The secret to ageing gracefully

As you may be aware, it is my passion to deliver natural looking, attractive and durable results with my facial rejuvenation treatments. The basis on which I can deliver such results depend on several factors: a thorough understanding of the underlying anatomy and how these structures are affected by the natural ageing process, an artistic eye, a good knowledge of the physical properties of injectable products, and a full arsenal of advanced techniques at my disposal.

Whilst most people think of wrinkles as the primary manifestation of facial ageing, the reality is a lot more complex. The ageing process affects the entire facial structure, including skin, subcutaneous fat, muscles and facial bones. It is my firm belief that a natural looking result can only be achieved by mimicking a more youthful facial structure, and as such a detailed analysis of the anatomical changes that take place in our face as we age is absolutely critical. I would like to share with you some of my latest insights in this regard.

In the latter half of the twentieth century, soft tissue sagging was thought to be responsible for most of the visible ageing changes in the face. Within the past decade or so, volumetric changes are now recognised to play a more major role. Much attention has been focused on the changes of the subcutaneous fat compartments but within the past few years, there have been some rapid advances in the understanding of age-related changes of the facial skeleton. For a long time, the prevailing wisdom was that the facial skeleton continued to increase in size with age, this was based on the observation that certain ratios, such as the nasal height, increased with age. The fact that the facial skeleton undergoes extensive remodelling and resorption (shrinkage) has not been well appreciated or recognised until recently. This has been where I have focused my recent research.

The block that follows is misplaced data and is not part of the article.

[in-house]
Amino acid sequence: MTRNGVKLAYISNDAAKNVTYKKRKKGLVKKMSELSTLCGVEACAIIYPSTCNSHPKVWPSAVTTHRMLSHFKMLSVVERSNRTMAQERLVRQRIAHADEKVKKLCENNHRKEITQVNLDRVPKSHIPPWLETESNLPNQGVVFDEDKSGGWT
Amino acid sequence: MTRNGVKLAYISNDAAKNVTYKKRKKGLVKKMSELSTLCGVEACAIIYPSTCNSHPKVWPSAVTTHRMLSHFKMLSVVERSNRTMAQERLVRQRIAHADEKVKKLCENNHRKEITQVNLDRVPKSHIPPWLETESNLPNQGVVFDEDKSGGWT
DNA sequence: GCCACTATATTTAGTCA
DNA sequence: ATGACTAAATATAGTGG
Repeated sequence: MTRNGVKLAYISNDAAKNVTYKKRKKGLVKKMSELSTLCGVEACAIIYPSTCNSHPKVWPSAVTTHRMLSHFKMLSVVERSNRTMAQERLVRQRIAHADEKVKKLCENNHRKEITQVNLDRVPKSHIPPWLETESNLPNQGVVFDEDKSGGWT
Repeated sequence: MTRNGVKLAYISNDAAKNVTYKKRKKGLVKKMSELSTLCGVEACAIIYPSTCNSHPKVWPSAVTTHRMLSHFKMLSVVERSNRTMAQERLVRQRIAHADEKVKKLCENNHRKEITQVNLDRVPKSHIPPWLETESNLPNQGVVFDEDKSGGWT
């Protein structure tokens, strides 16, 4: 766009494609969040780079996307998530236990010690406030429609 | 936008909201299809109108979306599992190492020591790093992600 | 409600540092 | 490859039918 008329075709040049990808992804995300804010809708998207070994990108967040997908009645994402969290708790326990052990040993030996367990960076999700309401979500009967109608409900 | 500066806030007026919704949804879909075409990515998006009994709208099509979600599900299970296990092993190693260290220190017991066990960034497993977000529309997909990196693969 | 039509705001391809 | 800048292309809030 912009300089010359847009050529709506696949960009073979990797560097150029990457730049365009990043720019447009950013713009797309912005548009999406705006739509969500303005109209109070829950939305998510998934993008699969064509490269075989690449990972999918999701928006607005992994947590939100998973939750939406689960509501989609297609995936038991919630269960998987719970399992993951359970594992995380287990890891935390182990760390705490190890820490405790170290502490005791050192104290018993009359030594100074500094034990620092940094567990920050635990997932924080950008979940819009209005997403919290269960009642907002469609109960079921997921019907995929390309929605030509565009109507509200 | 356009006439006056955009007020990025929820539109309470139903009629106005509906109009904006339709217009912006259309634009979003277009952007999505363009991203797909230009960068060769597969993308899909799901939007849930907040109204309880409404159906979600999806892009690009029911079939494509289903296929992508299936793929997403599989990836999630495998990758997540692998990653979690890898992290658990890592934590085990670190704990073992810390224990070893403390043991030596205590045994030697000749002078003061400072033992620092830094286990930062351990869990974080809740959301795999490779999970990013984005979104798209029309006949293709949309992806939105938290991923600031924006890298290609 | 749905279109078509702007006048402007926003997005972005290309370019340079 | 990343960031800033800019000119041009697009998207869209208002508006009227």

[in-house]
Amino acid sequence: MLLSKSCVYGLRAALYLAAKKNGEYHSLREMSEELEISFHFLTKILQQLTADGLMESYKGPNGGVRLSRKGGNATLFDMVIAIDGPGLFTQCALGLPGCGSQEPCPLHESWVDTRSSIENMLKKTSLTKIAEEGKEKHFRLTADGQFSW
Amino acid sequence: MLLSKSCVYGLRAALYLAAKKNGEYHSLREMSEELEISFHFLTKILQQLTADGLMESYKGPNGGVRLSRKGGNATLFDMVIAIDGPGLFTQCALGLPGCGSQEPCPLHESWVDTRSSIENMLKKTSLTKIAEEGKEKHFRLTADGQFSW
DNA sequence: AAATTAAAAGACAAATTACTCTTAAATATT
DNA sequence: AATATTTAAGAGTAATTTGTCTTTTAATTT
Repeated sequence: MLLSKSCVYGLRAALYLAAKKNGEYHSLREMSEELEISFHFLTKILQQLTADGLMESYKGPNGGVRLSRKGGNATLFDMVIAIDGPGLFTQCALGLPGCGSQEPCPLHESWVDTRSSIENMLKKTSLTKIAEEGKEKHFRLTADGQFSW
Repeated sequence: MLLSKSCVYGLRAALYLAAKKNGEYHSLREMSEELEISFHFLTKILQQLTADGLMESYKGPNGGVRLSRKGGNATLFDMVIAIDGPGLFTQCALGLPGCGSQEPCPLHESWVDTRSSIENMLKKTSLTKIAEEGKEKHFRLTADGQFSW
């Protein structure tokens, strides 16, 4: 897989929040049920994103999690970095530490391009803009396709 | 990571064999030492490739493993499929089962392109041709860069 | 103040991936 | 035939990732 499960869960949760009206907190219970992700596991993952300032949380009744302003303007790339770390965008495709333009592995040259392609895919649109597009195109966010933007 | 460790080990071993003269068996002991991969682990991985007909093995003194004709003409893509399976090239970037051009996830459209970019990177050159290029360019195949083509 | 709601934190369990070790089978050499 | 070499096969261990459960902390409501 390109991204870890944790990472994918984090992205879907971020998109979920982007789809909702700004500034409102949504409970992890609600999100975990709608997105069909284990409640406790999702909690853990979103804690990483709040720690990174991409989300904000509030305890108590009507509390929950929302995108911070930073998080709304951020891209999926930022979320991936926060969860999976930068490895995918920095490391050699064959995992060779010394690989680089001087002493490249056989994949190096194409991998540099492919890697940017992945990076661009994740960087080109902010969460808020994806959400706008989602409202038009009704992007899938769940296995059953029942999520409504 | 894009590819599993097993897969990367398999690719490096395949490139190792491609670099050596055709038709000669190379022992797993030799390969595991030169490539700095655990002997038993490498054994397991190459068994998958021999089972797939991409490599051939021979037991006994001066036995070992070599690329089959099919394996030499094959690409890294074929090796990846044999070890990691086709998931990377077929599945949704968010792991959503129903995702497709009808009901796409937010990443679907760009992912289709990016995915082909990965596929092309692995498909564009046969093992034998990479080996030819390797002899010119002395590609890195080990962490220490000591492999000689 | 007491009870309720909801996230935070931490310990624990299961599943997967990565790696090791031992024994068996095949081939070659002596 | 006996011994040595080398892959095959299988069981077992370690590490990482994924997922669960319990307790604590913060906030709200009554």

In parallel with the soft tissue changes, the facial skeleton undergoes remodelling with age, albeit at a slower pace. As bones remodel, they change shape and they decrease in size. The process of remodelling does not occur uniformly and it affects certain facial bones more than others.

The mid face undergoes the most comprehensive remodelling and these changes are readily observable by the mid thirties. The mid face consists of two bones: the maxilla and the zygoma. The maxilla remodels more rapidly than the zygoma. The maxilla decreases in height, retrudes (sinks backwards) and the maxillary angle (tilt) increases.

The skeletal support of the lower third of the face comes predominantly from the mandible (jaw bone). Like the mid face skeleton, the mandible also undergoes extensive remodelling. The height of the mandible decreases. The bend in the mandible becomes straighter. These changes have significant implications in the signs of lower facial ageing, particularly jowl formation.

The upper face is not spared. Frontal bone changes result in an increase slope of the forehead and the development of lower forehead hollows. The brow ridge becomes less prominent.